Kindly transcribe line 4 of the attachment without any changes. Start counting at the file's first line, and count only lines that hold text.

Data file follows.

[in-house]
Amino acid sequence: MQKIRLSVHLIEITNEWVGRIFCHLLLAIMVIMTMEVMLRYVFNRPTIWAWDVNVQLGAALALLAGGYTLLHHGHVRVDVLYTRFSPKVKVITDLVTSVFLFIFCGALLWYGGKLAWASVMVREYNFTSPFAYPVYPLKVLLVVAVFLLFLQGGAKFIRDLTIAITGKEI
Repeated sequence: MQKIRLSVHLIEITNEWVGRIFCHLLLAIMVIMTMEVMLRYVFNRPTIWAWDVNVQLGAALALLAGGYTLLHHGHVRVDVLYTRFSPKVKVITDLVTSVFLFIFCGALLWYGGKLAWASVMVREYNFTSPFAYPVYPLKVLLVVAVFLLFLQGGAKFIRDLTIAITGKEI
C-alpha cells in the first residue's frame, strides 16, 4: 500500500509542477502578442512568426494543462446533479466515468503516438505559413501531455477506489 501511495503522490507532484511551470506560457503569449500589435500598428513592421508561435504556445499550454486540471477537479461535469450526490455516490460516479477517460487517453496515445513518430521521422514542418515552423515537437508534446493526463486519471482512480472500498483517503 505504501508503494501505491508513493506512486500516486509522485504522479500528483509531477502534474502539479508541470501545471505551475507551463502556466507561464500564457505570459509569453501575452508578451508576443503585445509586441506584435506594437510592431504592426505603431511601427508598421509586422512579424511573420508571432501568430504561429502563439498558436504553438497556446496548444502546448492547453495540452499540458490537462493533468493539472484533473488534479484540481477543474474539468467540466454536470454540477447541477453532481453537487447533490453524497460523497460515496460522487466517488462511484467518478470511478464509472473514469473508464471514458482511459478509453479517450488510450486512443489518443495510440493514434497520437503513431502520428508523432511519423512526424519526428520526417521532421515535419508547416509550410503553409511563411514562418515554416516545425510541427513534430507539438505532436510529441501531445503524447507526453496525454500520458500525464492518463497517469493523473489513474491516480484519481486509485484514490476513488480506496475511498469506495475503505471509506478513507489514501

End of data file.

C-alpha cells in the first residue's frame, strides 16, 4: 500500500509542477502578442512568426494543462446533479466515468503516438505559413501531455477506489 501511495503522490507532484511551470506560457503569449500589435500598428513592421508561435504556445499550454486540471477537479461535469450526490455516490460516479477517460487517453496515445513518430521521422514542418515552423515537437508534446493526463486519471482512480472500498483517503 505504501508503494501505491508513493506512486500516486509522485504522479500528483509531477502534474502539479508541470501545471505551475507551463502556466507561464500564457505570459509569453501575452508578451508576443503585445509586441506584435506594437510592431504592426505603431511601427508598421509586422512579424511573420508571432501568430504561429502563439498558436504553438497556446496548444502546448492547453495540452499540458490537462493533468493539472484533473488534479484540481477543474474539468467540466454536470454540477447541477453532481453537487447533490453524497460523497460515496460522487466517488462511484467518478470511478464509472473514469473508464471514458482511459478509453479517450488510450486512443489518443495510440493514434497520437503513431502520428508523432511519423512526424519526428520526417521532421515535419508547416509550410503553409511563411514562418515554416516545425510541427513534430507539438505532436510529441501531445503524447507526453496525454500520458500525464492518463497517469493523473489513474491516480484519481486509485484514490476513488480506496475511498469506495475503505471509506478513507489514501